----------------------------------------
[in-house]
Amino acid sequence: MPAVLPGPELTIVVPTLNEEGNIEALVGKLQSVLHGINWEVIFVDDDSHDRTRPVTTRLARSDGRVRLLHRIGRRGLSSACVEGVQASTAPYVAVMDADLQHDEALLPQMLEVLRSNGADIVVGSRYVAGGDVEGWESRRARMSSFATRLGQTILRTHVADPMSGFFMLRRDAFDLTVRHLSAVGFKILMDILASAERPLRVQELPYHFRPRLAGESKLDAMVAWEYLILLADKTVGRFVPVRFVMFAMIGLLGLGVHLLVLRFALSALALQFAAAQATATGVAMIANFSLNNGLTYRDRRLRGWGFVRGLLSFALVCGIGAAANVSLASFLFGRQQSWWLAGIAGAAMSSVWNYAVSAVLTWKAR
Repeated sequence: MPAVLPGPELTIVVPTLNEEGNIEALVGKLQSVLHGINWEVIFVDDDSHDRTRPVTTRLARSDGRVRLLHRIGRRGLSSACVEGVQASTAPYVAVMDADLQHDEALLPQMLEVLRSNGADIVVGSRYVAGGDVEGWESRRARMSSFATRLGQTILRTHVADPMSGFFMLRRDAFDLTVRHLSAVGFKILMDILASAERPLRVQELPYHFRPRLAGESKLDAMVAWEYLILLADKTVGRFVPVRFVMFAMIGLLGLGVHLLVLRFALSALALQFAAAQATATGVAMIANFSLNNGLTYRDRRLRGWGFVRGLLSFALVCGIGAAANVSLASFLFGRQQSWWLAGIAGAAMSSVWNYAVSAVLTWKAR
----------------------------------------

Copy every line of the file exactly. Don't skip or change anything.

[in-house]
Amino acid sequence: MPAVLPGPELTIVVPTLNEEGNIEALVGKLQSVLHGINWEVIFVDDDSHDRTRPVTTRLARSDGRVRLLHRIGRRGLSSACVEGVQASTAPYVAVMDADLQHDEALLPQMLEVLRSNGADIVVGSRYVAGGDVEGWESRRARMSSFATRLGQTILRTHVADPMSGFFMLRRDAFDLTVRHLSAVGFKILMDILASAERPLRVQELPYHFRPRLAGESKLDAMVAWEYLILLADKTVGRFVPVRFVMFAMIGLLGLGVHLLVLRFALSALALQFAAAQATATGVAMIANFSLNNGLTYRDRRLRGWGFVRGLLSFALVCGIGAAANVSLASFLFGRQQSWWLAGIAGAAMSSVWNYAVSAVLTWKAR
Repeated sequence: MPAVLPGPELTIVVPTLNEEGNIEALVGKLQSVLHGINWEVIFVDDDSHDRTRPVTTRLARSDGRVRLLHRIGRRGLSSACVEGVQASTAPYVAVMDADLQHDEALLPQMLEVLRSNGADIVVGSRYVAGGDVEGWESRRARMSSFATRLGQTILRTHVADPMSGFFMLRRDAFDLTVRHLSAVGFKILMDILASAERPLRVQELPYHFRPRLAGESKLDAMVAWEYLILLADKTVGRFVPVRFVMFAMIGLLGLGVHLLVLRFALSALALQFAAAQATATGVAMIANFSLNNGLTYRDRRLRGWGFVRGLLSFALVCGIGAAANVSLASFLFGRQQSWWLAGIAGAAMSSVWNYAVSAVLTWKAR